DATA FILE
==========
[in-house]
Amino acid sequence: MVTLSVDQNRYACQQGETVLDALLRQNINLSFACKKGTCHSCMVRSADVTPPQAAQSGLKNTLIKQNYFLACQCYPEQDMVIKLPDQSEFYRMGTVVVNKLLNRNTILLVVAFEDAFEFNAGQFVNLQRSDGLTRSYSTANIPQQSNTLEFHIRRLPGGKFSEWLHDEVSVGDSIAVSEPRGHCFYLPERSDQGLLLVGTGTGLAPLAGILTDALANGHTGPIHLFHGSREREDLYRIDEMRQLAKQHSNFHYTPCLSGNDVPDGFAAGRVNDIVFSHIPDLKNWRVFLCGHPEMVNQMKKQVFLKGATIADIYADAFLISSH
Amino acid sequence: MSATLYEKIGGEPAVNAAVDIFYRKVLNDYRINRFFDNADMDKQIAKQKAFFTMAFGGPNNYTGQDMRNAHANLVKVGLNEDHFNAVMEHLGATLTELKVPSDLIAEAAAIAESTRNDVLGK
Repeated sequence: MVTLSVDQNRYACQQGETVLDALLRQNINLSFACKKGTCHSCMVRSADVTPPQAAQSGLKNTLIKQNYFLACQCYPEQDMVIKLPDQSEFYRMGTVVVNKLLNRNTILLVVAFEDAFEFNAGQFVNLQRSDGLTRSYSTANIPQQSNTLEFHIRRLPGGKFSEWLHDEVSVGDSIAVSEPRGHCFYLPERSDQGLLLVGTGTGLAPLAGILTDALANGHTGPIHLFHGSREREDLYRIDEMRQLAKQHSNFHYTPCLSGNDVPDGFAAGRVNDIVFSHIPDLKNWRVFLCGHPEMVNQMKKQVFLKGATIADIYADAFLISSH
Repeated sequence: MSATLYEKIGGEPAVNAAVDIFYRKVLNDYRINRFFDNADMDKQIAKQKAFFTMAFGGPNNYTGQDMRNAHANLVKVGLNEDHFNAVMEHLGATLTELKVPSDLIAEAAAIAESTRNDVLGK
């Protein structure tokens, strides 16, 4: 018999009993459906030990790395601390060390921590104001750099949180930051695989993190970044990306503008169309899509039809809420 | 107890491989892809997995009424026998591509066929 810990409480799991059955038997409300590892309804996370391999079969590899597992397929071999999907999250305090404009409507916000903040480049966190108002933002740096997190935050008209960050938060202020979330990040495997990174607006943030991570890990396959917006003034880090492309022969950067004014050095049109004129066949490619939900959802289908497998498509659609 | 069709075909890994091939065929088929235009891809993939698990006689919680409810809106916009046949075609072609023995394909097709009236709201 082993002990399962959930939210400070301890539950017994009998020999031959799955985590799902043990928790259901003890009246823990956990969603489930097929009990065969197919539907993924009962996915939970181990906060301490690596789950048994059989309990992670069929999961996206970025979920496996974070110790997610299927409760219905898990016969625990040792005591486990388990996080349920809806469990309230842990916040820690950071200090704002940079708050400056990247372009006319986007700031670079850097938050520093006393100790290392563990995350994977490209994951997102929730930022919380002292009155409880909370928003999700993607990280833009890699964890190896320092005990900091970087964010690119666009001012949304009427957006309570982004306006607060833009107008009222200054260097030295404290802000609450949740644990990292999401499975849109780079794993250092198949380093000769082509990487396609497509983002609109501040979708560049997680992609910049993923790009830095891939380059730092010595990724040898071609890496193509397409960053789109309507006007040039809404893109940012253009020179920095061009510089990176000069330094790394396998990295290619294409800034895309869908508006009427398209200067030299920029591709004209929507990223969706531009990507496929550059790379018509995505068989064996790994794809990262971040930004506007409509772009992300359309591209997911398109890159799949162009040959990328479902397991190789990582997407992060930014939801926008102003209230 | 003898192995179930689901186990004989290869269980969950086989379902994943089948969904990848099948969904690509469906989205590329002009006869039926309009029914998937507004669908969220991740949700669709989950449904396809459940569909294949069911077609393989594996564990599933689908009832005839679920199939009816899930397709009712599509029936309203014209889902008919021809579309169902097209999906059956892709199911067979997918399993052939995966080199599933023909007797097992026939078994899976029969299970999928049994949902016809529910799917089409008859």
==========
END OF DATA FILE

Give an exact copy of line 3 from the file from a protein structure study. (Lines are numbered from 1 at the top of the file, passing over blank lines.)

Amino acid sequence: MSATLYEKIGGEPAVNAAVDIFYRKVLNDYRINRFFDNADMDKQIAKQKAFFTMAFGGPNNYTGQDMRNAHANLVKVGLNEDHFNAVMEHLGATLTELKVPSDLIAEAAAIAESTRNDVLGK